Disputes over local standing are currently playing out in the city of Philadelphia. The Pennsylvania General Assembly enacted in 2004 a law that limits to “aggrieved persons” who have been “detrimentally harmed” the standing to challenge in court Philadelphia zoning board decisions. This Philadelphia Inquirer article discusses two pending cases.
First, does a citizen have the right to challenge a variance to allow a billboard? Or is this akin to allowing anyone to sue, which goes against the grain of allowing only persons with “particularized” injury (in other words, not just a taxpayer) to sue? Second, can a variance to allow a two-family house on a small lot be challenged by someone who isn’t a neighbor?
My view of the doctrine is that it should broadly grant standing to any person who can show that he or she has been harmed. Courts should also give a broad view of the purpose of laws. Presumably, the purpose of laws restricting billboards is aesthetics, as well as avoiding traffic distractions. Thus, anyone who has been annoyed by the ugliness of a billboard should be able to sue. What’s the purpose of a maximum-size law for residential lots? Presumably it is to protect the immediately adjacent neighbors from unwanted bulk next door. But if a citizen who lived two blocks away can show that another reason for such a law is to limit “traffic” (often a bogus justification for all kinds of NIMBY arguments, but an ostensible justification, nonetheless), then this citizen too should have standing. One’s view of the merits shouldn’t affect one’s view of the scope of the law of standing. And I think that citizen suits are one of the finest features of the American legal system, no matter how much I may dislike NIMBY.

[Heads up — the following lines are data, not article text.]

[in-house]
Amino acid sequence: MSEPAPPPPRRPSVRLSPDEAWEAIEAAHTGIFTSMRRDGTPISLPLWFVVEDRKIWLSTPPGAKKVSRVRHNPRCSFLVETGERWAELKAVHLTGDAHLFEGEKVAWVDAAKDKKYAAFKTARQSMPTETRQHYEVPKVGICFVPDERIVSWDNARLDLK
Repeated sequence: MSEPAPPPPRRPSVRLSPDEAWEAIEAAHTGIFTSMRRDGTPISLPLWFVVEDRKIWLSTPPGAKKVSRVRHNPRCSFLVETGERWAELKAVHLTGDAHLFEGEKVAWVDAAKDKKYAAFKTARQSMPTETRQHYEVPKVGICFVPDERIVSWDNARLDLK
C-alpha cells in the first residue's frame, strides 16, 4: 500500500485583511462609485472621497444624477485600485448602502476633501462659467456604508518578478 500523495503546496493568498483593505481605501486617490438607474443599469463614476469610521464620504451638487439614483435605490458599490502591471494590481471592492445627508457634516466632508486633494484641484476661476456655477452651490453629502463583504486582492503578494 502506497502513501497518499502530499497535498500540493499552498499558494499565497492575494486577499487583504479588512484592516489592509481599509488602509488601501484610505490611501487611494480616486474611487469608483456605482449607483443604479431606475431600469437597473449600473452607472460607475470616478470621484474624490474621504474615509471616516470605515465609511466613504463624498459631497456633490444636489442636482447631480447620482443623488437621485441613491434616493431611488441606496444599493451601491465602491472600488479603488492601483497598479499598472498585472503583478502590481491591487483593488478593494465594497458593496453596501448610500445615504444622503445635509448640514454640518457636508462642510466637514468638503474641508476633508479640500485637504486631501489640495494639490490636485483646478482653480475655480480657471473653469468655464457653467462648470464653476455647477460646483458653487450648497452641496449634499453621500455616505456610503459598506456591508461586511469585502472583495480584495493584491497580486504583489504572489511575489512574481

Monday, March 5, 2007
Why are so many local housing authorities inefficient? In Miami-Dade County, Florida, the housing agency “is a mess,” as reported by NPR this morning. Meanwhile, there is talk of having a federal HUD takeover of the authority, as discussed in the Miami Herald this winter. Among the complaints with the Miami-Dade Housing Agency is that a lot of money has been spent but few housing units have been built or supported, even as older public housing units have been demolished.
Last week, I wrote in favor of greater governmental efforts to support the construction of semi-permanent housing for the chronically homeless. This week I write to express concerns about entrusting matters as important as low-income housing to public authorities. Conservative humorist P.J. O’Rourke has written that to call something “public” is to define it as inefficient. (Think of the current news about Walter Reed Army Medical Center.) This may be unfair, of course, to many dedicated pubic officials. But there is often reason for concern in the running of housing authorities. It is a thankless task to try to swim counter to market forces and foster low-cost housing while trying please various political constituents. It requires knowledge and skill in dealing with real estate, construction, and tenant relations, among other factors, beyond politics. Employees are often poorly paid, and the housing authorities often do not attract employees with the experience necessary to run such a complex operation.
What is the solution? One way to help is for the watchdogs of government -– the news media, housing residents, and other public-spirited groups –- to complain loudly when a housing authority is not doing its job. The spotlight trained on Miami-Dade at the moment is likely to help matters significantly, including providing better oversight by governmental leaders who otherwise might not pay much attention to their local housing authority.